Music of the Spheres

Planetary synodic cycles and you.

Along with all the other fun and games that go along with following the motions of the Earth, Moon, and Sun, we shouldn’t forget about our friends the Planets, whirling around us like a dysfunctional family at a big fat Greco-Roman wedding.

I think that in keeping with the apparent motion of celestial bodies from our point of view on Earth (it’s all relativity, right?), I’d look primarily at the synodic cycle of the 2 inferior planets (Mercury and Venus), and the 5 superior planets (Mars, Jupiter, Saturn, Uranus [stop giggling], and Neptune). The synodic period for Mercury and Venus begins at Inferior Conjunction, when they are between the Sun and Earth; for the Superior Planets it begins at Conjunction, when they are on the opposite side of the Sun from Earth (this is traditional).

I’m using astro.com‘s online ephemeris for these calculations.

The following table lists the Gregorian dates the cycles begin – Cycle 0 in each case is the cycle underway when theAbysmal Calendar launches this December 21st 2012. Saturn and Mercury are, appropriately enough, the two planets that have yet to start their first synodic cycle of theAbysmal Calendar, and Venus began hers with the transit (which is quite serendipitous).

Planet

Average

(days)

Cycle 0

Date

Cycle 1

Date

Cycle 2

Date

Mercury

115.88

Nov 17

2012

Mar 4

2013

Jul 9

2013

Venus

583.92

Jun 6

2012

Jan 11

2014

Aug 15

2015

Mars

779.96

Feb 4

2011

Apr 18

2013

Jun 14

2015

Jupiter

398.88

May 13

2012

Jun 19

2013

Jul 24

2014

Saturn

378.09

Oct 25

2012

Nov 6

2013

Nov 18

2014

Uranus

396.66

Mar 24

2012

Mar 29

2013

Apr 2

2014

Neptune

367.49

Feb 19

2012

Feb 21

2013

Feb 23

2014

Solar Cycles

One Solar Cycle of sunspot activity takes about 23 years, and is usually divided into two lesser cycles of just over 11 years. Successive cycles begin in alternate hemispheres. Our current Solar Cycle 24 began January 4 2008, and we are entering into its peak of activity after a very slow start. I can’t figure out if the first sunspot of this cycle, Sunspot 981 for those keeping track. The previous cycle, 23 began in May 1996.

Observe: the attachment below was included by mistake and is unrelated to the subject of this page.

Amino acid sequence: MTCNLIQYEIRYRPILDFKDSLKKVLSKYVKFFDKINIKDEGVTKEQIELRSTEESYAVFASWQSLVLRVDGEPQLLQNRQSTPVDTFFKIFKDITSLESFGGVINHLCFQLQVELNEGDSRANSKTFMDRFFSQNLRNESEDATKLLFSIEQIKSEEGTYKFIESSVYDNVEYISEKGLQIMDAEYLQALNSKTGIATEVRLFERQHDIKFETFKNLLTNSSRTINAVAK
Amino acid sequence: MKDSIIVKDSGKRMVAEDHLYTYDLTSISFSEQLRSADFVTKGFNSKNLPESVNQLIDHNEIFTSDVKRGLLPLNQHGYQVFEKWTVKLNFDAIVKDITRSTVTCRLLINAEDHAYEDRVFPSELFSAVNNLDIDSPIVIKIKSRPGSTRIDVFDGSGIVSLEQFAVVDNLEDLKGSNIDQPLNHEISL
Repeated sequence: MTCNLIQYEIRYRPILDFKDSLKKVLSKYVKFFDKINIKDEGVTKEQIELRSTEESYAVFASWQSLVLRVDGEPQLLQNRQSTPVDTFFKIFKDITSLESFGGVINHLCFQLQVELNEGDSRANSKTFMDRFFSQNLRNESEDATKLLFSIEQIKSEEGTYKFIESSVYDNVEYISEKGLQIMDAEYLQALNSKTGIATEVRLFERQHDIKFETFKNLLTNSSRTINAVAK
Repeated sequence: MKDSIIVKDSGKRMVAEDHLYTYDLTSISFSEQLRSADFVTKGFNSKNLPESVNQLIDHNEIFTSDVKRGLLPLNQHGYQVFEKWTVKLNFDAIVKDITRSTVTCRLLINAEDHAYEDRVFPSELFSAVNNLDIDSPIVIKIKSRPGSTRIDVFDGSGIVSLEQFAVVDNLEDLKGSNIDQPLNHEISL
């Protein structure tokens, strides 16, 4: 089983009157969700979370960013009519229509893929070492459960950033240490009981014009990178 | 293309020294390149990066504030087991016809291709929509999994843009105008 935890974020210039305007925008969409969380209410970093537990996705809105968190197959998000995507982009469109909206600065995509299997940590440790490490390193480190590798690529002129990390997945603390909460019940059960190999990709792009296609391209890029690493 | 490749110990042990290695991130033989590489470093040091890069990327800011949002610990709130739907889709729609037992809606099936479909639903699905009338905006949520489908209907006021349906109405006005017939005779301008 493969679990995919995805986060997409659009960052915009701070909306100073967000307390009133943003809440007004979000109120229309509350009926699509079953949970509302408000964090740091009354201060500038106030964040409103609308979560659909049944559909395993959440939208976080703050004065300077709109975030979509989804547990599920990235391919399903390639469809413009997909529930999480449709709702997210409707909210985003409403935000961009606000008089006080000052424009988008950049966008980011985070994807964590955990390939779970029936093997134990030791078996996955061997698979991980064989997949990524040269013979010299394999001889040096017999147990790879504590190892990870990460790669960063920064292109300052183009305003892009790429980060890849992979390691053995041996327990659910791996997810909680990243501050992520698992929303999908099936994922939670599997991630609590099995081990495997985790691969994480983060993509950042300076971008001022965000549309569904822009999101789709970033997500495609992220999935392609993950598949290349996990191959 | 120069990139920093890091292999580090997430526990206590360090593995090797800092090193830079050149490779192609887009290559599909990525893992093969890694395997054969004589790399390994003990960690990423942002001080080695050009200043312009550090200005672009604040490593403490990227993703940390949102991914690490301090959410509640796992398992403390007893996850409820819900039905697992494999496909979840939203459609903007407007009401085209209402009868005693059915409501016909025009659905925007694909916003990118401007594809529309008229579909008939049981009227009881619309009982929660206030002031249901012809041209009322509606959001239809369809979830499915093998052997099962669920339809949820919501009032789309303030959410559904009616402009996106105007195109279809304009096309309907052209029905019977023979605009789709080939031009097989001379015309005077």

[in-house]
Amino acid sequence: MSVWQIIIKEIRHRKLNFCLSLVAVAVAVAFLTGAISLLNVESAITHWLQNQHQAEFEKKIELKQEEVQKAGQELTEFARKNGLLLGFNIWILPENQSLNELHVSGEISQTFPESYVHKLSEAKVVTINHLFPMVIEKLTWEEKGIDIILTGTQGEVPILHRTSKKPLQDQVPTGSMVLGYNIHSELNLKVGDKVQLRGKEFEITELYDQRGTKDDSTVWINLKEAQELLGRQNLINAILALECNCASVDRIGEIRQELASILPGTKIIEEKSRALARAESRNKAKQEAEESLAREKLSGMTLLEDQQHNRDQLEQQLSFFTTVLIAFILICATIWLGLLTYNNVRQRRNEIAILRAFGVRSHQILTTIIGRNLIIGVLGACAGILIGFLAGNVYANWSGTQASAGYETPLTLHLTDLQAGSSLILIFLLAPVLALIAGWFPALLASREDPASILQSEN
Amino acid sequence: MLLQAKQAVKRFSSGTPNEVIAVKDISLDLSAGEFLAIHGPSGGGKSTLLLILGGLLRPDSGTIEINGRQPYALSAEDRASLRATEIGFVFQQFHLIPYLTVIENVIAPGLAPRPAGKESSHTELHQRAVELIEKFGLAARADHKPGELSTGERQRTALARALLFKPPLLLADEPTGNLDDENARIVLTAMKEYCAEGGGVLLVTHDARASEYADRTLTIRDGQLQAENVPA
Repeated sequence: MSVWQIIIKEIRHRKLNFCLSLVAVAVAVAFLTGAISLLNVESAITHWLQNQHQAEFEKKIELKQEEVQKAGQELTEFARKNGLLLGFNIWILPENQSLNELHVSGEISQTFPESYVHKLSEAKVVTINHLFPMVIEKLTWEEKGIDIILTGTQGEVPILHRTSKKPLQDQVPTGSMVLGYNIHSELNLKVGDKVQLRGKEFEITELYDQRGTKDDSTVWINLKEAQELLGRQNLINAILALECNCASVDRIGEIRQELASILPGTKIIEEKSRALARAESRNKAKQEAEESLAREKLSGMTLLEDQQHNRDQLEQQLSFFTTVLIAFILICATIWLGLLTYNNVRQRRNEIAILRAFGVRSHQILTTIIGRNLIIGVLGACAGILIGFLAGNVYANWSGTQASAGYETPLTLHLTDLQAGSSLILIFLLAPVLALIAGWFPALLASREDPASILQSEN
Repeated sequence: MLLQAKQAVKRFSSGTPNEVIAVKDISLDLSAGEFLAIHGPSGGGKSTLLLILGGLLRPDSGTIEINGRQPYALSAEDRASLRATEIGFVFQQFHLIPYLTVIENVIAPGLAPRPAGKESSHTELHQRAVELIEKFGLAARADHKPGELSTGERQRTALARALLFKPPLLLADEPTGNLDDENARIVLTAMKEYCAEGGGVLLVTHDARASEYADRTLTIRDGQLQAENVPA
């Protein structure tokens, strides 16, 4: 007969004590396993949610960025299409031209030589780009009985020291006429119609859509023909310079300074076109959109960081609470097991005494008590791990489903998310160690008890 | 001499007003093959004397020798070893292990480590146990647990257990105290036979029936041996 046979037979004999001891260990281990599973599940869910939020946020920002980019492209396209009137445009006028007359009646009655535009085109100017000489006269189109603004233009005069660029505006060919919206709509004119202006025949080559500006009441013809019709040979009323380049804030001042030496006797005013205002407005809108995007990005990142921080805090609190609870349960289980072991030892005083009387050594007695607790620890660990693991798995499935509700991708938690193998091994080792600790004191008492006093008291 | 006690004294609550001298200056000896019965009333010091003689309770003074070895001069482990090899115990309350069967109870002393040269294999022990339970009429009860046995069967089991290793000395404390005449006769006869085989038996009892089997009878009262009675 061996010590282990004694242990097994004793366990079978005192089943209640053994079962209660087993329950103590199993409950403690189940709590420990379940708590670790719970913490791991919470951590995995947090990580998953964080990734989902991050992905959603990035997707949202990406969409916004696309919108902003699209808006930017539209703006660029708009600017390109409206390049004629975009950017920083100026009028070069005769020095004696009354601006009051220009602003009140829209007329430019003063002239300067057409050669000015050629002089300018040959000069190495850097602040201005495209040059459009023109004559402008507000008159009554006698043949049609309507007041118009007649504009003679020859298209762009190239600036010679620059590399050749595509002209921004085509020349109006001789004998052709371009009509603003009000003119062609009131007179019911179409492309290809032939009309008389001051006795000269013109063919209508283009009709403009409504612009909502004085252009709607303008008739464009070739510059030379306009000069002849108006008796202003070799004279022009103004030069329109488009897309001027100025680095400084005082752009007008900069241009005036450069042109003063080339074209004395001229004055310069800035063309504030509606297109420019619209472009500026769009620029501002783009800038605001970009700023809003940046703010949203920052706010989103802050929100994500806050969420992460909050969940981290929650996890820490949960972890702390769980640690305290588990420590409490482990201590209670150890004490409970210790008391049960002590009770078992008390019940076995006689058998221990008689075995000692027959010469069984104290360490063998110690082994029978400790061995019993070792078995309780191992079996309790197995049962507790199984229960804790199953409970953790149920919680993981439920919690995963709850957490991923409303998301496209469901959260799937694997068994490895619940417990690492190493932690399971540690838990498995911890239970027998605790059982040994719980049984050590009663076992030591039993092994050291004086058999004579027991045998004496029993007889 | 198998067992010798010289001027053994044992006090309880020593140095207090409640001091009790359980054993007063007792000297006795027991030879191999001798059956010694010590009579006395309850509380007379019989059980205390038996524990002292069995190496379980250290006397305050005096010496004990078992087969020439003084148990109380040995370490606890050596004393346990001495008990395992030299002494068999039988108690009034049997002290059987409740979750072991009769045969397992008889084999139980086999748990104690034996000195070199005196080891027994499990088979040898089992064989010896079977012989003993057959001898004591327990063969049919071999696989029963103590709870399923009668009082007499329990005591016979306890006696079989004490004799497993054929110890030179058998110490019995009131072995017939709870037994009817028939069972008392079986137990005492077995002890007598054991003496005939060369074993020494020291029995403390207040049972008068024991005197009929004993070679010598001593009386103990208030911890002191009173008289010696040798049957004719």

For the sake of convention, the current Solar Cycle 24 beginning Jan 4 2008 is theAbysmal’s Solar Cycle 0.

Precession of the Equinoxes

The apparent rotation of the stars due to a wobble in the Earth’s axis (and not that due to its rotation & orbit) shifts the constellations of the ecliptic by about 1 degree every 71 years or so. This means that as the Sun passes in front of the Constellation Aries starting on April 18th, it will continue to do so for another 71 years, after which it will pass in front of Aries beginning on April 17th. It will take close to 26,000 years for the Sun to pass in front of Aries starting on April 18th again.

Granted that these designations are arbitrary, and not every culture sees the same images in the stars, theAbysmal uses the boundaries established by the International Astronomical Union (at least, I hope I got them right). If my calculations are correct (let’s assume they are, because in the end, does it really matter if I’m off by a decade in the course of 26 millennia?), then the Sun will pass in front of Aries beginning on December 21st (theAbysmal New Year Day) in about 8,500 Years.

The reason to include these cycles is that they have been an intrinsic part of our timekeeping for as long as anyone can remember. These take longer periods of time into account, and are cycles that relate to how we see the celestial heavens from our home. If our great an intricate technology, which has let us peer into the furthest reaches of space should fail us, we will still be able to watch the heavens, and observe the dance of lights.

187 Days to Dec 21st 2012

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